Latest offerings: SAP has formed a Social Media Analysis group powered by Netbase. Through the cloud-based product, SAP can help clients turn massive volumes of unstructured social-media data into useful insights. SAP last year bought Hybris, an e-commerce, multichannel commerce data management company. Terms of that deal were not disclosed, but it was estimated to be more than $1 billion.
Key clients: T-Mobile, Société de transport de Montréal (Montreal's transportation authority).
The lowdown: SAP's global VP-Product Marketing Jamie Anderson said it's only scratching the surface of what the company can do for other marketers looking to have a greater view of their customers regardless of where they may be -- email, social media, mobile or web. "Things like CRM and marketing automation, these are a microcosm of a bigger picture," he said. "We are effectively identifying the businesses that can deliver on the best customer experience; the whole topic is about customer engagement and the next generation of customer engagement."
Overview: After Microsoft, Oracle is the country's second-biggest software company. Until recently, it hadn't been a strong player in the cloud-marketing game, but two major acquisitions over the past two years put it squarely among the leaders.
Latest offerings: Oracle acquired marketing-automation company Eloqua in 2012 for $871 million and then Responsys, a cloud-marketing platform, for $1.5 billion. The company hopes to combine these two platforms with its existing tech to offer a complete ecosystem that will enable marketers to engage with customers at every stage of the lifecycle.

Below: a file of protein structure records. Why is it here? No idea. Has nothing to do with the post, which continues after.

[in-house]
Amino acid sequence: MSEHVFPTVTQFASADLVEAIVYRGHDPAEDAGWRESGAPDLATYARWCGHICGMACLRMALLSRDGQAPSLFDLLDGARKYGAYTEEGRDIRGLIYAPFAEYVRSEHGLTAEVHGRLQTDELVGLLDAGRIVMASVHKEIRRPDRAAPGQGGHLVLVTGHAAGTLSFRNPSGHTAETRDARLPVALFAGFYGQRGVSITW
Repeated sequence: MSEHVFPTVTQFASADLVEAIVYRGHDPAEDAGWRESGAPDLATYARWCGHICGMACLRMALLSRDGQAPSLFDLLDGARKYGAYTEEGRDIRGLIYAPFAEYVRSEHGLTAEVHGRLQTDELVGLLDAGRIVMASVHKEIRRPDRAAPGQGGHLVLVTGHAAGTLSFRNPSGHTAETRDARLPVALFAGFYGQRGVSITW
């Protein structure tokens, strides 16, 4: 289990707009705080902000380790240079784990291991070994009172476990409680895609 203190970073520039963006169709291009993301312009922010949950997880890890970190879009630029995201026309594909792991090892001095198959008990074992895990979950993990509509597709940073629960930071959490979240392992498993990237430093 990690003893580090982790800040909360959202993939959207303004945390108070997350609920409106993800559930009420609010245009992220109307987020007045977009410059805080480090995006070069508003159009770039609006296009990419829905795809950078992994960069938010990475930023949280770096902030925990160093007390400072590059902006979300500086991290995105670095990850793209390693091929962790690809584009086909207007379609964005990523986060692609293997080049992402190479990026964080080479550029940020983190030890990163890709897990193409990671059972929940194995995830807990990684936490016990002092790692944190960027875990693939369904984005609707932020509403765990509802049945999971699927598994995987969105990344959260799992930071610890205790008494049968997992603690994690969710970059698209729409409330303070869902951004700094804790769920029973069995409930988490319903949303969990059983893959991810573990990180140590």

Key clients: Twitter, Intel, Dell
The lowdown: The big question here will be whether Oracle can meld its new acquisitions and come up with an offering that works better than Salesforce, which had a head start. Oracle's push here makes Marketo, Eloqua's top competitor, a hot acquisition target. An ad-tech acquisition might also be on Oracle's wish list.
Overview: At one time synonymous with the computer age, and computing in general, IBM has been working towards being known as a cloud services company with a key component being its Enterprise Marketing Management group.
Latest offerings: IBM has been on an acquisition tear to build out its EMM group, with more than $3.5 billion in purchases since 2010, when it bought cloud-based marketing software solutions maker Unica Corp. The latest buy came in October 2013 with the purchase of mobile customer-engagement tool maker Xtify. Through its EMM group, IBM is engaged in cross-channel marketing, marketing performance optimization, and product-mix optimization. It's got an extensive EMM portfolio, which is the centerpiece of its Smarter Commerce initiative and is a recognized leader in marketing automation and EMM solutions by most analyst firms.
Key clients: Land's End, L'Occitane, Burt's Bees
The lowdown: With more than a half-dozen products and over 130 third-party partner relationships under the EMM group, IBM needs to focus on creating a platform that can be surrounded by its partner ecosystem as well as integrations with what it already has. Forrester analyst Cory Munchbach also believes it could potentially purchase one of the few marketing automation solutions still out on the market, such as SilverPop, StrongView or Marketo. "Our next big step, really, is integrating these things," said IBM's director of Smarter Commerce strategy, Jay Henderson. "It's not just enough to buy these companies and run them as separate businesses."